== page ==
For Gen Y, bigger is not better

This article comes from First Tuesday Journal Online

California is about to discover it has an oversupply of classic subdivision housing, according to a report released by the Urban Land Institute (ULI) analyzing demographic and construction trends in California’s metropolitan regions. Generation Y (Gen Y) individuals are gearing up to form households this decade, and developers anticipate a diminished demand for large single family residences (SFRs) in favor of condominiums and apartments multi-family housing units.

As a result, the vast inland expanse of California neighborhoods populated by homes on lots larger than 5,000 square feet will have difficulty finding occupants once Baby Boomers retire to smaller homes. Unless builders begin working on more apartments and townhouses, first-time homebuyers in the coming years may not find the type of housing they want.

first tuesday take:  All this portends a rise in urban housing pricing over and above consumer inflation in terms of either rent or sales price. Not only is there a great lag between the conception and completion of a residential project after acquiring a developable property, but a tricky zoning issue stands in the way of progress.

It is foreseen that coming generations will not cling to the American Dream of suburban “open range” living like those before them, but these suburban neighborhoods will remain an appealing choice for those who prefer detached housing, personal yard space and significantly lower cost of ownership over the cultural and professional proximity of urban dwellings. [For more information regarding California suburbia, see the July 2011 first tuesday article, The fate of suburbia.]

Baby Boomers have traditionally been homeowners — a trait they will carry into retirement. For this retiring generation, homeownership was and will remain a cornerstone of traditional American values with no desirable alternative. They will, however, most likely sell and purchase smaller SFRs close to the residences of their children and grandchildren. [For more information regarding Baby Boomer housing trends, see the September 2011 first tuesday article, Boomers will always be homeowners and the September 2011 first tuesday article, Boomers bust open doors to real estate investment era.]

Their progeny, on the other hand, have no such convictions.

Gen Y individuals (those born in the 1980s and 1990s) are more likely to rent indefinitely and cohabitate with friends or family — a result of growing up with parents who bought during the Millennium Boom only to fight off foreclosure during this still unfolding Lesser Depression. Due to better education and professional services orientation, Gen Y tends to favor housing in denser, urban areas closer to their jobs, public transportation and other amenities. [For more information about renting trends, see the May 2011 first tuesday Market Chart, Rentals: the future of real estate in CA? and the February 2011 first tuesday article, The generations have spoken, who will listen?]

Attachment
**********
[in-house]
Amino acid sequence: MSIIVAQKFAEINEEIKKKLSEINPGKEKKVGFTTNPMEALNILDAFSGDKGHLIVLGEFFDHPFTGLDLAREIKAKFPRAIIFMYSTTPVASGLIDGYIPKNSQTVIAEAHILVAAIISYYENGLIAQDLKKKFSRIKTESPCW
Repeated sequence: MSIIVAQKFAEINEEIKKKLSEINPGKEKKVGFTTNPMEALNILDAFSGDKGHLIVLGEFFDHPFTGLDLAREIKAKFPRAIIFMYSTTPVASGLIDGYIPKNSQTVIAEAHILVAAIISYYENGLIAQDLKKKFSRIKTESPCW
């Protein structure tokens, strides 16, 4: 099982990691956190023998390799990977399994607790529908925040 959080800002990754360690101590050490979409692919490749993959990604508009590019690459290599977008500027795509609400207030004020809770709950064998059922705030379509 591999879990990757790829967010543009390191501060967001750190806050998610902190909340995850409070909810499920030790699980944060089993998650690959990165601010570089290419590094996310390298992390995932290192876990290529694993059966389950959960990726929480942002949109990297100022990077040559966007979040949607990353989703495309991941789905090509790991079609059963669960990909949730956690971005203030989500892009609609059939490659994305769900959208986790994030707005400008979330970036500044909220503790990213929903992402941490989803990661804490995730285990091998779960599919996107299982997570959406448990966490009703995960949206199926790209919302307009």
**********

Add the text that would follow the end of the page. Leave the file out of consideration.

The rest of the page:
Suburban neighborhoods will not experience devastating blight or vacancy as a result of Gen Y’s transition away from SFRs. Our lesser educated and under-skilled population drawn to the state to provide an increasing demand for basic services will need housing, but first tuesday predicts future demand for SFRs will shrink dramatically for at least a decade. Prices for these SFRs will not keep up with inflation until that adjustment in population is completed.

New housing construction and permissive zoning moving forward must reflect the evolving needs of the coming generation. The traditional precedent for housing set by the Baby Boomers, old-thinking land use planners and the Greatest Generation before them has suddenly taken on a new direction as the trauma of the 2007 housing crash sinks in. [For more information regarding urban housing, see the June 2011 first tuesday article, It’s all happening in the city, eventually.]

Although there will be little demand for new detached or attached SFR construction in the first half of this decade as Gen Y continues to pay off student debt and find employment, city governments can take action now to plan and zone for construction of high-density condos and apartments in center city locations where Gen Y is most eager to work and live.

If not rezoned, urban prices will soar out of control until planners get it right.  For starters, think proximity to town hall.  [For more information regarding construction, see the November 2011 first tuesday article, Factors in construction forecasting.]

Re: “Report: Sacramento-area housing shift seen as suburban spreads lose appeal” from the Sacramento Bee and “The New California Dream” from the Urban Land Institute

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